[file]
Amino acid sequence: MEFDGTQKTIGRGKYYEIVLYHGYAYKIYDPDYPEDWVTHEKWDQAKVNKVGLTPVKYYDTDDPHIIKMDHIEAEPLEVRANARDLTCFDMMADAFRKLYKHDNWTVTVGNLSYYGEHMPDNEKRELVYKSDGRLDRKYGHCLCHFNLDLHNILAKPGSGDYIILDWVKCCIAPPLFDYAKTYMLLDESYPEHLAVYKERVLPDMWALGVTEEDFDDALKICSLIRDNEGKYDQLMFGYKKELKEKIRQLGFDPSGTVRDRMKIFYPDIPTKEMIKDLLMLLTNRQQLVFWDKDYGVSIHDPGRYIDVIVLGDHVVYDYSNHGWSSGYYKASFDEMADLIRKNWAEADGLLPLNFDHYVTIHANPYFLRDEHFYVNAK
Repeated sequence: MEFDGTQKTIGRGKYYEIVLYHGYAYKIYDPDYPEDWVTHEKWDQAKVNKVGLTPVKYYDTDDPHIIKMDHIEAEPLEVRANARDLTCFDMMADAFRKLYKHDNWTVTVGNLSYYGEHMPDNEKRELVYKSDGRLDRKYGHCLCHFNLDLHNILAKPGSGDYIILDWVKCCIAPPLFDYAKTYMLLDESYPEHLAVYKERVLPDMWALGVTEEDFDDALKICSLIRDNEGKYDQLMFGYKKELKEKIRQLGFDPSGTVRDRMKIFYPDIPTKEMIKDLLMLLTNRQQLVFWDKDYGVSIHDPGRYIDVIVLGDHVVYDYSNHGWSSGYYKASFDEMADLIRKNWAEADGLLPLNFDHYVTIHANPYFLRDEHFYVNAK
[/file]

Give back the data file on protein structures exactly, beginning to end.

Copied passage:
Amino acid sequence: MEFDGTQKTIGRGKYYEIVLYHGYAYKIYDPDYPEDWVTHEKWDQAKVNKVGLTPVKYYDTDDPHIIKMDHIEAEPLEVRANARDLTCFDMMADAFRKLYKHDNWTVTVGNLSYYGEHMPDNEKRELVYKSDGRLDRKYGHCLCHFNLDLHNILAKPGSGDYIILDWVKCCIAPPLFDYAKTYMLLDESYPEHLAVYKERVLPDMWALGVTEEDFDDALKICSLIRDNEGKYDQLMFGYKKELKEKIRQLGFDPSGTVRDRMKIFYPDIPTKEMIKDLLMLLTNRQQLVFWDKDYGVSIHDPGRYIDVIVLGDHVVYDYSNHGWSSGYYKASFDEMADLIRKNWAEADGLLPLNFDHYVTIHANPYFLRDEHFYVNAK
Repeated sequence: MEFDGTQKTIGRGKYYEIVLYHGYAYKIYDPDYPEDWVTHEKWDQAKVNKVGLTPVKYYDTDDPHIIKMDHIEAEPLEVRANARDLTCFDMMADAFRKLYKHDNWTVTVGNLSYYGEHMPDNEKRELVYKSDGRLDRKYGHCLCHFNLDLHNILAKPGSGDYIILDWVKCCIAPPLFDYAKTYMLLDESYPEHLAVYKERVLPDMWALGVTEEDFDDALKICSLIRDNEGKYDQLMFGYKKELKEKIRQLGFDPSGTVRDRMKIFYPDIPTKEMIKDLLMLLTNRQQLVFWDKDYGVSIHDPGRYIDVIVLGDHVVYDYSNHGWSSGYYKASFDEMADLIRKNWAEADGLLPLNFDHYVTIHANPYFLRDEHFYVNAK